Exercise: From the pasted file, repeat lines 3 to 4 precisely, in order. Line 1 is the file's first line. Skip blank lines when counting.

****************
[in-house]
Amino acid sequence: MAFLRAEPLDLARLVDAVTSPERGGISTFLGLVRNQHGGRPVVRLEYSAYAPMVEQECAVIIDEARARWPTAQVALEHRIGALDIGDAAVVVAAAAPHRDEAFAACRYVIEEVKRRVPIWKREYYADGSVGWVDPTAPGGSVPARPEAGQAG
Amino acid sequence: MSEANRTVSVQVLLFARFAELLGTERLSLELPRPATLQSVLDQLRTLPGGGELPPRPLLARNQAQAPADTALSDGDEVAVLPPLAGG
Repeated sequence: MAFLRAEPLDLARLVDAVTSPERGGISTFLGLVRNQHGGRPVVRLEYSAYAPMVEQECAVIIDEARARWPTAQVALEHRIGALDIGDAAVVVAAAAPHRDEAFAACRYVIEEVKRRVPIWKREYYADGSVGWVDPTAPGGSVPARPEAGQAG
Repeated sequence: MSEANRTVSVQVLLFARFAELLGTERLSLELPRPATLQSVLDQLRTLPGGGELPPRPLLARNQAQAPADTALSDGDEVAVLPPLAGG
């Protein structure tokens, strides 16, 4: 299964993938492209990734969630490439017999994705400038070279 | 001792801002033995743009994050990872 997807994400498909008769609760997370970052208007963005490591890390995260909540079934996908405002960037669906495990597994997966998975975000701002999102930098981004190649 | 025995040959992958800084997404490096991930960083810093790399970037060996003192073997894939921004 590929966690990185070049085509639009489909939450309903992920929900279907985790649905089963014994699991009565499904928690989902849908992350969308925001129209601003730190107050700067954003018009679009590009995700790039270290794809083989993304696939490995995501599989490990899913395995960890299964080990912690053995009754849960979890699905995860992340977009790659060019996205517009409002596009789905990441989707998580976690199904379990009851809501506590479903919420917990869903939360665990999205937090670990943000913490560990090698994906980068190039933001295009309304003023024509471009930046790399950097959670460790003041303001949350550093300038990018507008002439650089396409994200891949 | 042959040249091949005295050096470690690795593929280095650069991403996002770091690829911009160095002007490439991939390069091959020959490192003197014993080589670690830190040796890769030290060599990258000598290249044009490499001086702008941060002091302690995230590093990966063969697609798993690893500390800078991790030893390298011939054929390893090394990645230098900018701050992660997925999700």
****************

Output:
Amino acid sequence: MSEANRTVSVQVLLFARFAELLGTERLSLELPRPATLQSVLDQLRTLPGGGELPPRPLLARNQAQAPADTALSDGDEVAVLPPLAGG
Repeated sequence: MAFLRAEPLDLARLVDAVTSPERGGISTFLGLVRNQHGGRPVVRLEYSAYAPMVEQECAVIIDEARARWPTAQVALEHRIGALDIGDAAVVVAAAAPHRDEAFAACRYVIEEVKRRVPIWKREYYADGSVGWVDPTAPGGSVPARPEAGQAG